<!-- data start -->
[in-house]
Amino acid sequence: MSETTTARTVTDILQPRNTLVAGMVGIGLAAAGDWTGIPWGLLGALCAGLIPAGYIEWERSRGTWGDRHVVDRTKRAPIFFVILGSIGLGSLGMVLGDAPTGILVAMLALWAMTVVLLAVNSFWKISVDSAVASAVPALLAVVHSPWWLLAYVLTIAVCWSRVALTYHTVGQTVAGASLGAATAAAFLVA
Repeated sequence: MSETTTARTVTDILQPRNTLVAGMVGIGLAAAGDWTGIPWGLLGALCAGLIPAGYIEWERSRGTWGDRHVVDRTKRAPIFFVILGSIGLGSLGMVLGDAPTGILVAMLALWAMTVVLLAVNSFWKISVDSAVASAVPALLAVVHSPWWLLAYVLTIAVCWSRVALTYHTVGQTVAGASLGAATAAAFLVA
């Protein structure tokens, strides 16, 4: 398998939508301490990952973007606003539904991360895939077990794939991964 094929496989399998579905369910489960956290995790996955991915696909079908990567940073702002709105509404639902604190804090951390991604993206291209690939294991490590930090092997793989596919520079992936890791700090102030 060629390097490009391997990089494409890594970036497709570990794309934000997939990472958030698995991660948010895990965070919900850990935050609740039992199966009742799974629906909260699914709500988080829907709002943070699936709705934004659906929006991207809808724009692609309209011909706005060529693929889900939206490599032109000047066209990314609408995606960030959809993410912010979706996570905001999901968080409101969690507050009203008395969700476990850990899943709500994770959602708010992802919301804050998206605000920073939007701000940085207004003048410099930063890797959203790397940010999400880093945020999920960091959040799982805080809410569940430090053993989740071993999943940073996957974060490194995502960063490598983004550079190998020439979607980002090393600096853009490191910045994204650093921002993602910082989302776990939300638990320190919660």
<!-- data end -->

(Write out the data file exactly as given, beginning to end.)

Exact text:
[in-house]
Amino acid sequence: MSETTTARTVTDILQPRNTLVAGMVGIGLAAAGDWTGIPWGLLGALCAGLIPAGYIEWERSRGTWGDRHVVDRTKRAPIFFVILGSIGLGSLGMVLGDAPTGILVAMLALWAMTVVLLAVNSFWKISVDSAVASAVPALLAVVHSPWWLLAYVLTIAVCWSRVALTYHTVGQTVAGASLGAATAAAFLVA
Repeated sequence: MSETTTARTVTDILQPRNTLVAGMVGIGLAAAGDWTGIPWGLLGALCAGLIPAGYIEWERSRGTWGDRHVVDRTKRAPIFFVILGSIGLGSLGMVLGDAPTGILVAMLALWAMTVVLLAVNSFWKISVDSAVASAVPALLAVVHSPWWLLAYVLTIAVCWSRVALTYHTVGQTVAGASLGAATAAAFLVA
């Protein structure tokens, strides 16, 4: 398998939508301490990952973007606003539904991360895939077990794939991964 094929496989399998579905369910489960956290995790996955991915696909079908990567940073702002709105509404639902604190804090951390991604993206291209690939294991490590930090092997793989596919520079992936890791700090102030 060629390097490009391997990089494409890594970036497709570990794309934000997939990472958030698995991660948010895990965070919900850990935050609740039992199966009742799974629906909260699914709500988080829907709002943070699936709705934004659906929006991207809808724009692609309209011909706005060529693929889900939206490599032109000047066209990314609408995606960030959809993410912010979706996570905001999901968080409101969690507050009203008395969700476990850990899943709500994770959602708010992802919301804050998206605000920073939007701000940085207004003048410099930063890797959203790397940010999400880093945020999920960091959040799982805080809410569940430090053993989740071993999943940073996957974060490194995502960063490598983004550079190998020439979607980002090393600096853009490191910045994204650093921002993602910082989302776990939300638990320190919660």